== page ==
I am honored to have learned from you, all of you, that there is always more to give. I am honored to have been of service to you, to serve alongside you. We do it for the children, to safeguard their future, to give them a fighting chance at a good life, a great life. In a concrete way, the work that we do—especially the work that you do as school heads—safeguards the future of our country, too.
Patuloy po tayong magmahal sa ating kapwa, sa isa’t isa. Patuloy po ang ating pagbibigay nang ayon sa nararapat, sa paglilingkod nang walang hinihintay na kapalit. Maraming, maraming salamat po sa inyo, aking mga minamahal na public school leaders, sa lahat ng nagawa po ninyo para sa ating kabataan, sa mga ginagawa pa rin po ninyo ngayon, at sa mga gagawin pa ninyo para sa ating inang bayan.
Agyamanak unay, dakal pung salamat.
I read once that the original language of the Beatitudes was not ‘blessed are…’ or ‘happy are the single-hearted, or those who work for peace, or those who struggle for justice.’ The more precise translation is ‘you’re in the right place if…”. And I like that better, because it turns out the Beatitudes is not a spirituality—it’s a geography. It tells you where to stand.
You’re in the right place if you’re over here. […] It’s about location. You really have to go out. But knowing that service is the hallway that leads to the ballroom – you don’t want service to be the end. It’s the beginning. It’s getting you to the ballroom which is the place of kinship. The place of mutuality. […] It doesn’t happen unless you break out. Fear is just fuelled by ignorance, and so you have to break out of your ignorance. You have to go to a place that frightens us. […]
Look before you leap, but leap.
This is an excerpt taken from a podcast episode from On Being – The Calling of Delight: Gangs, Service and Kinship – where Krista Tippett interviews Fr. Greg Boyle, SJ, a priest famous for his gang interventions in Los Angeles. The quote above constitutes a big part of his answer to a question from the floor raised by young woman: “How do you combat the fear of love and compassion?”
Listen to the full episode on the On Being website here.
Addendum: “In the end, it’s about something. It’s about kinship. It’s about [that] Oscar-winning attitude in a waitress. That you may be one. That’s the whole thing. That God has created an otherness, so that you may bump into each other.”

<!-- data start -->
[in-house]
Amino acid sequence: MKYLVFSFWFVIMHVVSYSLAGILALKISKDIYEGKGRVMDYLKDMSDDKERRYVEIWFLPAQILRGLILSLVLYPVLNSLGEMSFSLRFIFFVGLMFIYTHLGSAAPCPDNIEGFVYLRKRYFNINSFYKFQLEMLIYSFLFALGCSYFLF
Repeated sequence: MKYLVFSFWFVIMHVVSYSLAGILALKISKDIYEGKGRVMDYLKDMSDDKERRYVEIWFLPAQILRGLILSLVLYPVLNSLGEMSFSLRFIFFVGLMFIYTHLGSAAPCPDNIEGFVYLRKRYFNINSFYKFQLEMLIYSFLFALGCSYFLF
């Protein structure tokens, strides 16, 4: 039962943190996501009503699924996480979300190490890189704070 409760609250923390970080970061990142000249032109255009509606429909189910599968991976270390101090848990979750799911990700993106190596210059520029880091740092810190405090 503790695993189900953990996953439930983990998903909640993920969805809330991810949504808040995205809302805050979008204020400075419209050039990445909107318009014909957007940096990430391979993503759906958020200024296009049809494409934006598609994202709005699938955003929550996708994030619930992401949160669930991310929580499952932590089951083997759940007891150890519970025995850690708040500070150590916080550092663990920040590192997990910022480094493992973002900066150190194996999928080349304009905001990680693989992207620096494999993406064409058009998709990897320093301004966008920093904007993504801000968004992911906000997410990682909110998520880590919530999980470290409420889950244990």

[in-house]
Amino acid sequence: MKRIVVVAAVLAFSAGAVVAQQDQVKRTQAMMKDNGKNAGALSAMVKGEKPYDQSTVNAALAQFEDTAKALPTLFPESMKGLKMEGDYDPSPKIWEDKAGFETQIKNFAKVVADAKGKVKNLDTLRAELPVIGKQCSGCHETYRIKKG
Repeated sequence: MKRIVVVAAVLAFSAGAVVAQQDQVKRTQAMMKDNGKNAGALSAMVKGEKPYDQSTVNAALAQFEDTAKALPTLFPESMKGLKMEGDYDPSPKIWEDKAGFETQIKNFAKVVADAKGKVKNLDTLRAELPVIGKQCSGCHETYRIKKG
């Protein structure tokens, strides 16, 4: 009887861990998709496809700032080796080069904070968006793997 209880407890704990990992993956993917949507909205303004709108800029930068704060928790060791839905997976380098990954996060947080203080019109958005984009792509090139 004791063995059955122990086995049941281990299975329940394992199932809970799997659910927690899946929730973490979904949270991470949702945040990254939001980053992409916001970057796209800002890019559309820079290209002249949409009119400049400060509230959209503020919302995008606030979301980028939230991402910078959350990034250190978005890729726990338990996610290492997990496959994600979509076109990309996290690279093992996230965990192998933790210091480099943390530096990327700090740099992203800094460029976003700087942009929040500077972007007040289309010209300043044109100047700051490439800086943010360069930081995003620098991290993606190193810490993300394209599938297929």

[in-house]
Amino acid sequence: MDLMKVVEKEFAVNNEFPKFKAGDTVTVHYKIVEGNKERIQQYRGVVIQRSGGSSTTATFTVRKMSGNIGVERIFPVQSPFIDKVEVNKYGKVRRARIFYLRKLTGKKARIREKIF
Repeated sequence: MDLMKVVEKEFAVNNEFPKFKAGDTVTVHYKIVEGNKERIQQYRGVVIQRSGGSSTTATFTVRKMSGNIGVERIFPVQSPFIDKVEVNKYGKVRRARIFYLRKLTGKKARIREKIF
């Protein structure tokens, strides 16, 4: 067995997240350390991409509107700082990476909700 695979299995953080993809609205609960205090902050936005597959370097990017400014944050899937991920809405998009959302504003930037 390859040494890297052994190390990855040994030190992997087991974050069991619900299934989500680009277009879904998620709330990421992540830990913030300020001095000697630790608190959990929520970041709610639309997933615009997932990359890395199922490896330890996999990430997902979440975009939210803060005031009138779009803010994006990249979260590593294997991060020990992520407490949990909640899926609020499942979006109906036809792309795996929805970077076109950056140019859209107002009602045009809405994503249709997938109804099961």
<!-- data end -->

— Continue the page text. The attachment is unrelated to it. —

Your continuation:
“Kaya ‘di umuunlad ang Pilipinas” is a mentality that has to stop.
Although its popular use showcases a commendable level of observation skills and provides a lively commentary on various social issues, it propagates an abusive level of negativity. “Anong klaseng irrigation system ang mayro’n natin? Palagi na lang bumabaha nang ganito,” “Bakit kasi nila pinapapara ‘yung dyip sa maling babaan?” “Ginagawa namang negosyo ‘yung pulitika,” are among many examples of statements attached to the phrase, and they are more often than not directed outward, towards a person or a phenomenon outside of oneself.
One must then challenge her/himself to look inward after identifying a problem, and to resist the temptation to solely express dissatisfaction about a certain state of affairs. The issue must be explored: Ano na’ng gagawin natin? Ano’ng puwede kong gawin? Invest in agriculture and technology. Familiarize yourself with the safest and already established loading and unloading areas along a specific route. Exercise your right to suffrage. Always ask.
I want to learn how to ask the right questions, to propose a set of solutions, and to identify which solution will be the most appropriate to an issue at hand and the set of circumstances it works within. That then leads to the question: Paano tayo makatutulong sa kaunlaran ng ating bansa? Or: Paano na tayo tutulong? In other words, and as a priest in our parish said, “Mabuting balita ka ba sa ibang tao?” It is not about telling others what cause to believe in, but showing why it is worth believing in through your everyday choices at work, at home, and everywhere in between. It is not about settling for the best, either, because the best is a specific point in time. It is about continuously doing and aiming for the better, because the comparative keeps us moving, always striving.